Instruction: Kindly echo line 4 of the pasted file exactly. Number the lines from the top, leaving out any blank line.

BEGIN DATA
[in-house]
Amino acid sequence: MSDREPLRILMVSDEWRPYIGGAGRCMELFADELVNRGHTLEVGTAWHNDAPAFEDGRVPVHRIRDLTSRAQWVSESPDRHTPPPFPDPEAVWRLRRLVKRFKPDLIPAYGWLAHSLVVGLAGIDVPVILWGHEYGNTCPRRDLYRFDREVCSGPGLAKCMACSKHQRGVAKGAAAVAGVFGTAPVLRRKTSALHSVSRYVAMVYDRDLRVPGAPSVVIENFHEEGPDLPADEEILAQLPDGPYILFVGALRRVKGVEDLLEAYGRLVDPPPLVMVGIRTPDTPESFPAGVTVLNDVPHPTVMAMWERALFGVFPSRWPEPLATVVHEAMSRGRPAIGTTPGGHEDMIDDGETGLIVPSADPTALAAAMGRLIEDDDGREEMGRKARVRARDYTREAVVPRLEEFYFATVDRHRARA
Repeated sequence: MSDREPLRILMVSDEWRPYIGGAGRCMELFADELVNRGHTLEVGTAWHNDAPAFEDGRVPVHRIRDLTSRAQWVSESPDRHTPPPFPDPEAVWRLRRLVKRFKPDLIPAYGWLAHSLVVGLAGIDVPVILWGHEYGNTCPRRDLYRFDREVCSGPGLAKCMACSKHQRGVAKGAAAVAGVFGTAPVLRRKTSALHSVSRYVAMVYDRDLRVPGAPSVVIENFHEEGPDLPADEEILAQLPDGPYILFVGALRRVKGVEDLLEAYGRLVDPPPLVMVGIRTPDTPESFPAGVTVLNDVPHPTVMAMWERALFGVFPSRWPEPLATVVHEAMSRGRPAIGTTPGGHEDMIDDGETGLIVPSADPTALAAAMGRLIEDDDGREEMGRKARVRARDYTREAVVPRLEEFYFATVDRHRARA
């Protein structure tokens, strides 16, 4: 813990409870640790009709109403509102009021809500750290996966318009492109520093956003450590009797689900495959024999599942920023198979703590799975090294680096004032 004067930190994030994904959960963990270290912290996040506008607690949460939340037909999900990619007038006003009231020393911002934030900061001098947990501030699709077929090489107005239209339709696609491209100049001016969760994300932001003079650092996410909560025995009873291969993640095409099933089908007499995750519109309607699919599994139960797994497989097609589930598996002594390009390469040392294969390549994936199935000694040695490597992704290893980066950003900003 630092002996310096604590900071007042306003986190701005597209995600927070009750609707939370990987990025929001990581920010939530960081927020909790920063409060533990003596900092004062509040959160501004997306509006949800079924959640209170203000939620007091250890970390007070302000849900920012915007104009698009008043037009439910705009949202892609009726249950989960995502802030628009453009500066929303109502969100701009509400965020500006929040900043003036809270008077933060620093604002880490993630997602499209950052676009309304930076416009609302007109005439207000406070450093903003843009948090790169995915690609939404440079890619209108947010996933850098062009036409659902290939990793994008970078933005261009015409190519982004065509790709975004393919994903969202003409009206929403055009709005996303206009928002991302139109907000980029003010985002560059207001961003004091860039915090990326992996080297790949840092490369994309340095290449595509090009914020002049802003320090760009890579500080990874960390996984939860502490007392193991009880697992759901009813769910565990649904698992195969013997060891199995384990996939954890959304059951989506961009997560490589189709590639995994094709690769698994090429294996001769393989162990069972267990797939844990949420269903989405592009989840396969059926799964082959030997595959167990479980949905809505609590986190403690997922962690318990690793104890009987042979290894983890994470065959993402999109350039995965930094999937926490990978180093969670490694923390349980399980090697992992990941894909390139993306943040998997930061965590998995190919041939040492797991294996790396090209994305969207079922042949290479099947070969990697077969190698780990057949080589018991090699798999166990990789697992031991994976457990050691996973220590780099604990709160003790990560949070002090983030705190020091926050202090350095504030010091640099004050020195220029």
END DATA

């Protein structure tokens, strides 16, 4: 813990409870640790009709109403509102009021809500750290996966318009492109520093956003450590009797689900495959024999599942920023198979703590799975090294680096004032 004067930190994030994904959960963990270290912290996040506008607690949460939340037909999900990619007038006003009231020393911002934030900061001098947990501030699709077929090489107005239209339709696609491209100049001016969760994300932001003079650092996410909560025995009873291969993640095409099933089908007499995750519109309607699919599994139960797994497989097609589930598996002594390009390469040392294969390549994936199935000694040695490597992704290893980066950003900003 630092002996310096604590900071007042306003986190701005597209995600927070009750609707939370990987990025929001990581920010939530960081927020909790920063409060533990003596900092004062509040959160501004997306509006949800079924959640209170203000939620007091250890970390007070302000849900920012915007104009698009008043037009439910705009949202892609009726249950989960995502802030628009453009500066929303109502969100701009509400965020500006929040900043003036809270008077933060620093604002880490993630997602499209950052676009309304930076416009609302007109005439207000406070450093903003843009948090790169995915690609939404440079890619209108947010996933850098062009036409659902290939990793994008970078933005261009015409190519982004065509790709975004393919994903969202003409009206929403055009709005996303206009928002991302139109907000980029003010985002560059207001961003004091860039915090990326992996080297790949840092490369994309340095290449595509090009914020002049802003320090760009890579500080990874960390996984939860502490007392193991009880697992759901009813769910565990649904698992195969013997060891199995384990996939954890959304059951989506961009997560490589189709590639995994094709690769698994090429294996001769393989162990069972267990797939844990949420269903989405592009989840396969059926799964082959030997595959167990479980949905809505609590986190403690997922962690318990690793104890009987042979290894983890994470065959993402999109350039995965930094999937926490990978180093969670490694923390349980399980090697992992990941894909390139993306943040998997930061965590998995190919041939040492797991294996790396090209994305969207079922042949290479099947070969990697077969190698780990057949080589018991090699798999166990990789697992031991994976457990050691996973220590780099604990709160003790990560949070002090983030705190020091926050202090350095504030010091640099004050020195220029």